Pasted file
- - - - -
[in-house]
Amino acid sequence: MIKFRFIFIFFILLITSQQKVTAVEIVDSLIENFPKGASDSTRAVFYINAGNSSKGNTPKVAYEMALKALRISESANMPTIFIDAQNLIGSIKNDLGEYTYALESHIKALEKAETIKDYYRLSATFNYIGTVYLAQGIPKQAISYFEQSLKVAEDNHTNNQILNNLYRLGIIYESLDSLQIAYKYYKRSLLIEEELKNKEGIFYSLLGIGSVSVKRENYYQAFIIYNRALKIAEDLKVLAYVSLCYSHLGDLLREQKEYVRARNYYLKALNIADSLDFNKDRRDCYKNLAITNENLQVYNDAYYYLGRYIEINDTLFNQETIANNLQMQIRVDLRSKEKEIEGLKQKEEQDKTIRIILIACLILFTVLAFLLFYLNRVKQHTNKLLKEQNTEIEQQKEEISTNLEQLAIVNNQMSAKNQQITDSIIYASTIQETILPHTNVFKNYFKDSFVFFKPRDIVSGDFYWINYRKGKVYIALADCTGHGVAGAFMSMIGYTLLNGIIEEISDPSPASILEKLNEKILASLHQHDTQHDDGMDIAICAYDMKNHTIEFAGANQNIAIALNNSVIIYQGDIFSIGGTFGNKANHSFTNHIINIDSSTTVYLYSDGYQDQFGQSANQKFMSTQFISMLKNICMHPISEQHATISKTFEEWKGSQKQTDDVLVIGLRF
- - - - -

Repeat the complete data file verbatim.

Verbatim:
[in-house]
Amino acid sequence: MIKFRFIFIFFILLITSQQKVTAVEIVDSLIENFPKGASDSTRAVFYINAGNSSKGNTPKVAYEMALKALRISESANMPTIFIDAQNLIGSIKNDLGEYTYALESHIKALEKAETIKDYYRLSATFNYIGTVYLAQGIPKQAISYFEQSLKVAEDNHTNNQILNNLYRLGIIYESLDSLQIAYKYYKRSLLIEEELKNKEGIFYSLLGIGSVSVKRENYYQAFIIYNRALKIAEDLKVLAYVSLCYSHLGDLLREQKEYVRARNYYLKALNIADSLDFNKDRRDCYKNLAITNENLQVYNDAYYYLGRYIEINDTLFNQETIANNLQMQIRVDLRSKEKEIEGLKQKEEQDKTIRIILIACLILFTVLAFLLFYLNRVKQHTNKLLKEQNTEIEQQKEEISTNLEQLAIVNNQMSAKNQQITDSIIYASTIQETILPHTNVFKNYFKDSFVFFKPRDIVSGDFYWINYRKGKVYIALADCTGHGVAGAFMSMIGYTLLNGIIEEISDPSPASILEKLNEKILASLHQHDTQHDDGMDIAICAYDMKNHTIEFAGANQNIAIALNNSVIIYQGDIFSIGGTFGNKANHSFTNHIINIDSSTTVYLYSDGYQDQFGQSANQKFMSTQFISMLKNICMHPISEQHATISKTFEEWKGSQKQTDDVLVIGLRF